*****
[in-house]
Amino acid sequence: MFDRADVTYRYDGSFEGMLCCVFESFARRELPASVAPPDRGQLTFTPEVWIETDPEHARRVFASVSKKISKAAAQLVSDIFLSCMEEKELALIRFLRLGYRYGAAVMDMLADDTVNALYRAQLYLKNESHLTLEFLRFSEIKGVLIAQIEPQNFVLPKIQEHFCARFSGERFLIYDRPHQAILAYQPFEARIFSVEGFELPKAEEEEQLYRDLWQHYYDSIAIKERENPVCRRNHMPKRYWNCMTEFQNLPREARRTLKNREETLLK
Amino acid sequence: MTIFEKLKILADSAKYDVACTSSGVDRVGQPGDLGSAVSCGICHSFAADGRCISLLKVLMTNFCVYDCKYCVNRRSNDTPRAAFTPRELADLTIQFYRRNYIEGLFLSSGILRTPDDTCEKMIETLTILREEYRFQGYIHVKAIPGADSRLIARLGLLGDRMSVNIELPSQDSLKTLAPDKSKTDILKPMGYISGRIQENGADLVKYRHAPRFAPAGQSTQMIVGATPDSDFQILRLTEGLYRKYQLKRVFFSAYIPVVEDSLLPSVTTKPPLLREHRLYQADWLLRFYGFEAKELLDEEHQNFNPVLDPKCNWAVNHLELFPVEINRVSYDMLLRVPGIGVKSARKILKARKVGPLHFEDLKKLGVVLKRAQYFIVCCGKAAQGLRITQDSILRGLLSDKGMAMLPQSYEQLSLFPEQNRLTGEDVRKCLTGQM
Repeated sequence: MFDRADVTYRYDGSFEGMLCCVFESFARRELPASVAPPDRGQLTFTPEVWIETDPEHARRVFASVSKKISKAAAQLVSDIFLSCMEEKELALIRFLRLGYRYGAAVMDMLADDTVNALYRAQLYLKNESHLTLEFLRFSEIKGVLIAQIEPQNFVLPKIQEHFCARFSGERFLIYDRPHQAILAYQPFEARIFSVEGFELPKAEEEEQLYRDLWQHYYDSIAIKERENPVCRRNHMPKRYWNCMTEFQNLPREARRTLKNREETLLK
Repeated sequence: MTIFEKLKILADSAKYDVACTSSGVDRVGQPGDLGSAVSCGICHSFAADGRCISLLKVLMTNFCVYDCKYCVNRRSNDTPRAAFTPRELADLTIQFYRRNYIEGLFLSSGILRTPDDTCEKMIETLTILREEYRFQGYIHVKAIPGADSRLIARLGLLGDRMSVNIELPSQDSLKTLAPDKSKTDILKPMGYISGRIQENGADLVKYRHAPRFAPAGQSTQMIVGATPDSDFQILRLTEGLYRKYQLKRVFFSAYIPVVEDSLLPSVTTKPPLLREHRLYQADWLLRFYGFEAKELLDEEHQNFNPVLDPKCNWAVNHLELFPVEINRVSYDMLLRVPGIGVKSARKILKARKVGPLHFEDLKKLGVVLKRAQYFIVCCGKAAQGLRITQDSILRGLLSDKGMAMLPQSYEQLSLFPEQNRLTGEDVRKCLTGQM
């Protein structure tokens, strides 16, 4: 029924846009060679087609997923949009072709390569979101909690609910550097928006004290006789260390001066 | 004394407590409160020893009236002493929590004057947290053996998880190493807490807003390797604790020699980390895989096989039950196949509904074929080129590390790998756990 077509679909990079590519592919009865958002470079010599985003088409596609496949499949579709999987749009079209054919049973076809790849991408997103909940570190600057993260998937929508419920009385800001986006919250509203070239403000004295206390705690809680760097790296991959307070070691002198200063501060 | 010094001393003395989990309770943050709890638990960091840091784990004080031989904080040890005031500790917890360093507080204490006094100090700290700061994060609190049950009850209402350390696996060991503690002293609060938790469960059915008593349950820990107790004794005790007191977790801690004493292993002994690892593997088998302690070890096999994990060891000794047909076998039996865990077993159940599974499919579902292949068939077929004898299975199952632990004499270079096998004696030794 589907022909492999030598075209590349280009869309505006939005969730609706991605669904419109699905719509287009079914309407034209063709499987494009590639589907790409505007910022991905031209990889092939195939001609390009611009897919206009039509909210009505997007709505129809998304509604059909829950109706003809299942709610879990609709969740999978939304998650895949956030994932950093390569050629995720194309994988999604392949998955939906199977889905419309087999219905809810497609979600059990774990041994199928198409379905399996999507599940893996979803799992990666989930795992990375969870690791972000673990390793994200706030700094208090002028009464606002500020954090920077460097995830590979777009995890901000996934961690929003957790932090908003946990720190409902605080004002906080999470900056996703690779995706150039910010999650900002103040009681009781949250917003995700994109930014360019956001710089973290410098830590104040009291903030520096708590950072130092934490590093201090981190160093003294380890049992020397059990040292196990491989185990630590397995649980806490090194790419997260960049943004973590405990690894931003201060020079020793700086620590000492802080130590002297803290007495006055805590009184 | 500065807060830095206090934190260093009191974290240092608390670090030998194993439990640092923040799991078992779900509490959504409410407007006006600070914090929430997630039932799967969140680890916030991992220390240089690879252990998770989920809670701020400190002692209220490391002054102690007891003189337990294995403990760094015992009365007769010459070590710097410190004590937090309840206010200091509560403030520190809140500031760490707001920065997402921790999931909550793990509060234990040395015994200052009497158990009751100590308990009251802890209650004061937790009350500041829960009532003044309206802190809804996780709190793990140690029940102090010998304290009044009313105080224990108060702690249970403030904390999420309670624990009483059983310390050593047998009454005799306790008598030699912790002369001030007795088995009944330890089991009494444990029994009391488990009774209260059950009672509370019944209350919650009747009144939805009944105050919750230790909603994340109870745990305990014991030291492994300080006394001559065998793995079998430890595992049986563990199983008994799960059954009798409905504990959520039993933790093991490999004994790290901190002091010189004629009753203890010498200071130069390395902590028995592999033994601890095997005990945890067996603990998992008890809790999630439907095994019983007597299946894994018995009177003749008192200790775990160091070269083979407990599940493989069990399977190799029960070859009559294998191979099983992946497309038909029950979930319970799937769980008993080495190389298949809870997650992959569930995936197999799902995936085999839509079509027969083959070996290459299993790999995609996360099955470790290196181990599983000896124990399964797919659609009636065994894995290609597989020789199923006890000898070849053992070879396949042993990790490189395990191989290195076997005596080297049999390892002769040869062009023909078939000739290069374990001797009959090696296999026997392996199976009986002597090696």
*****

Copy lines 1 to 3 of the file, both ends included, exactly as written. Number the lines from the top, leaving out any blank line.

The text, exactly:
[in-house]
Amino acid sequence: MFDRADVTYRYDGSFEGMLCCVFESFARRELPASVAPPDRGQLTFTPEVWIETDPEHARRVFASVSKKISKAAAQLVSDIFLSCMEEKELALIRFLRLGYRYGAAVMDMLADDTVNALYRAQLYLKNESHLTLEFLRFSEIKGVLIAQIEPQNFVLPKIQEHFCARFSGERFLIYDRPHQAILAYQPFEARIFSVEGFELPKAEEEEQLYRDLWQHYYDSIAIKERENPVCRRNHMPKRYWNCMTEFQNLPREARRTLKNREETLLK
Amino acid sequence: MTIFEKLKILADSAKYDVACTSSGVDRVGQPGDLGSAVSCGICHSFAADGRCISLLKVLMTNFCVYDCKYCVNRRSNDTPRAAFTPRELADLTIQFYRRNYIEGLFLSSGILRTPDDTCEKMIETLTILREEYRFQGYIHVKAIPGADSRLIARLGLLGDRMSVNIELPSQDSLKTLAPDKSKTDILKPMGYISGRIQENGADLVKYRHAPRFAPAGQSTQMIVGATPDSDFQILRLTEGLYRKYQLKRVFFSAYIPVVEDSLLPSVTTKPPLLREHRLYQADWLLRFYGFEAKELLDEEHQNFNPVLDPKCNWAVNHLELFPVEINRVSYDMLLRVPGIGVKSARKILKARKVGPLHFEDLKKLGVVLKRAQYFIVCCGKAAQGLRITQDSILRGLLSDKGMAMLPQSYEQLSLFPEQNRLTGEDVRKCLTGQM